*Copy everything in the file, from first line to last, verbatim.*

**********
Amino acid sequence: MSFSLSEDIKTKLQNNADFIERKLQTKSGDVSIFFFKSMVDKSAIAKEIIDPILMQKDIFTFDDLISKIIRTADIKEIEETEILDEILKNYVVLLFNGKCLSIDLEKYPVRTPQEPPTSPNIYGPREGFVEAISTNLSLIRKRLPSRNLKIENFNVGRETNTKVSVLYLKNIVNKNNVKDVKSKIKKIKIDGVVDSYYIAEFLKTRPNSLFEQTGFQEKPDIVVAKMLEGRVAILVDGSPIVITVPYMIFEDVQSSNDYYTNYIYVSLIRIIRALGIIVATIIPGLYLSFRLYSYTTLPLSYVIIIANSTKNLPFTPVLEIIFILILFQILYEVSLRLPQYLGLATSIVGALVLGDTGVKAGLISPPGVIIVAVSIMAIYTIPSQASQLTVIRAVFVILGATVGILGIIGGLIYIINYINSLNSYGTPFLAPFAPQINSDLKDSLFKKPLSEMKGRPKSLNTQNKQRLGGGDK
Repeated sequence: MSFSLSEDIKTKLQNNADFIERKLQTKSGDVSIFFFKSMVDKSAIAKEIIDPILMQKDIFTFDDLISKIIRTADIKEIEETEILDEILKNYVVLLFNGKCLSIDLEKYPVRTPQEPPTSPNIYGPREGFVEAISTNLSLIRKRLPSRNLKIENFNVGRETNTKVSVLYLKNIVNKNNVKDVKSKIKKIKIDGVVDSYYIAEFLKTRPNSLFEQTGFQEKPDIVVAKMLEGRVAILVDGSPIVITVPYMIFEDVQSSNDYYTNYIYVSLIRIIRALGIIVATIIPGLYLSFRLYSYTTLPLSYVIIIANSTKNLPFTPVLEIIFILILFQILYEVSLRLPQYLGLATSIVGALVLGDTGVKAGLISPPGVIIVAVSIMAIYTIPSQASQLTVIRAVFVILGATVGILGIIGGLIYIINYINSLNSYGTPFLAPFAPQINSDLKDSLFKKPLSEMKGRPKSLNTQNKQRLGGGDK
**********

Amino acid sequence: MSFSLSEDIKTKLQNNADFIERKLQTKSGDVSIFFFKSMVDKSAIAKEIIDPILMQKDIFTFDDLISKIIRTADIKEIEETEILDEILKNYVVLLFNGKCLSIDLEKYPVRTPQEPPTSPNIYGPREGFVEAISTNLSLIRKRLPSRNLKIENFNVGRETNTKVSVLYLKNIVNKNNVKDVKSKIKKIKIDGVVDSYYIAEFLKTRPNSLFEQTGFQEKPDIVVAKMLEGRVAILVDGSPIVITVPYMIFEDVQSSNDYYTNYIYVSLIRIIRALGIIVATIIPGLYLSFRLYSYTTLPLSYVIIIANSTKNLPFTPVLEIIFILILFQILYEVSLRLPQYLGLATSIVGALVLGDTGVKAGLISPPGVIIVAVSIMAIYTIPSQASQLTVIRAVFVILGATVGILGIIGGLIYIINYINSLNSYGTPFLAPFAPQINSDLKDSLFKKPLSEMKGRPKSLNTQNKQRLGGGDK
Repeated sequence: MSFSLSEDIKTKLQNNADFIERKLQTKSGDVSIFFFKSMVDKSAIAKEIIDPILMQKDIFTFDDLISKIIRTADIKEIEETEILDEILKNYVVLLFNGKCLSIDLEKYPVRTPQEPPTSPNIYGPREGFVEAISTNLSLIRKRLPSRNLKIENFNVGRETNTKVSVLYLKNIVNKNNVKDVKSKIKKIKIDGVVDSYYIAEFLKTRPNSLFEQTGFQEKPDIVVAKMLEGRVAILVDGSPIVITVPYMIFEDVQSSNDYYTNYIYVSLIRIIRALGIIVATIIPGLYLSFRLYSYTTLPLSYVIIIANSTKNLPFTPVLEIIFILILFQILYEVSLRLPQYLGLATSIVGALVLGDTGVKAGLISPPGVIIVAVSIMAIYTIPSQASQLTVIRAVFVILGATVGILGIIGGLIYIINYINSLNSYGTPFLAPFAPQINSDLKDSLFKKPLSEMKGRPKSLNTQNKQRLGGGDK